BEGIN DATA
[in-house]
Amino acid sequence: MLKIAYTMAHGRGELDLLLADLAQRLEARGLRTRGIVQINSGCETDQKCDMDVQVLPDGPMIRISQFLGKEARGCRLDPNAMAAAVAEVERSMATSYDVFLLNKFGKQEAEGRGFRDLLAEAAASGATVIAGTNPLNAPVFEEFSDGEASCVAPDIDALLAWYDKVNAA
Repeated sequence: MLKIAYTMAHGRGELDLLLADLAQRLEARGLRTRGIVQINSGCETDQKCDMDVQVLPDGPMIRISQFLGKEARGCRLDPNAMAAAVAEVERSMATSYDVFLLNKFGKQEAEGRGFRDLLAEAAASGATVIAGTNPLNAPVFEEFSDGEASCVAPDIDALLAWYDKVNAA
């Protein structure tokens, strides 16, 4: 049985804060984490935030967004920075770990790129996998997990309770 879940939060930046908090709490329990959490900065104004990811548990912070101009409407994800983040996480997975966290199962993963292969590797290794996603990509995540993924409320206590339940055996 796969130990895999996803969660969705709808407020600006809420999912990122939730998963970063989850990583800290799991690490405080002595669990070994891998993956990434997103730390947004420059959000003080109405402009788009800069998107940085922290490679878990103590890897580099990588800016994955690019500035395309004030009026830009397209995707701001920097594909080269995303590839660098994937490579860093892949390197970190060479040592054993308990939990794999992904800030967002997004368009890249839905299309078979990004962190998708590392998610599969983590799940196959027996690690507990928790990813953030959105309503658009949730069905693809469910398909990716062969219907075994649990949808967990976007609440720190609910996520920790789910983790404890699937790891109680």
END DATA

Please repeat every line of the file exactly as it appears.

[in-house]
Amino acid sequence: MLKIAYTMAHGRGELDLLLADLAQRLEARGLRTRGIVQINSGCETDQKCDMDVQVLPDGPMIRISQFLGKEARGCRLDPNAMAAAVAEVERSMATSYDVFLLNKFGKQEAEGRGFRDLLAEAAASGATVIAGTNPLNAPVFEEFSDGEASCVAPDIDALLAWYDKVNAA
Repeated sequence: MLKIAYTMAHGRGELDLLLADLAQRLEARGLRTRGIVQINSGCETDQKCDMDVQVLPDGPMIRISQFLGKEARGCRLDPNAMAAAVAEVERSMATSYDVFLLNKFGKQEAEGRGFRDLLAEAAASGATVIAGTNPLNAPVFEEFSDGEASCVAPDIDALLAWYDKVNAA
């Protein structure tokens, strides 16, 4: 049985804060984490935030967004920075770990790129996998997990309770 879940939060930046908090709490329990959490900065104004990811548990912070101009409407994800983040996480997975966290199962993963292969590797290794996603990509995540993924409320206590339940055996 796969130990895999996803969660969705709808407020600006809420999912990122939730998963970063989850990583800290799991690490405080002595669990070994891998993956990434997103730390947004420059959000003080109405402009788009800069998107940085922290490679878990103590890897580099990588800016994955690019500035395309004030009026830009397209995707701001920097594909080269995303590839660098994937490579860093892949390197970190060479040592054993308990939990794999992904800030967002997004368009890249839905299309078979990004962190998708590392998610599969983590799940196959027996690690507990928790990813953030959105309503658009949730069905693809469910398909990716062969219907075994649990949808967990976007609440720190609910996520920790789910983790404890699937790891109680």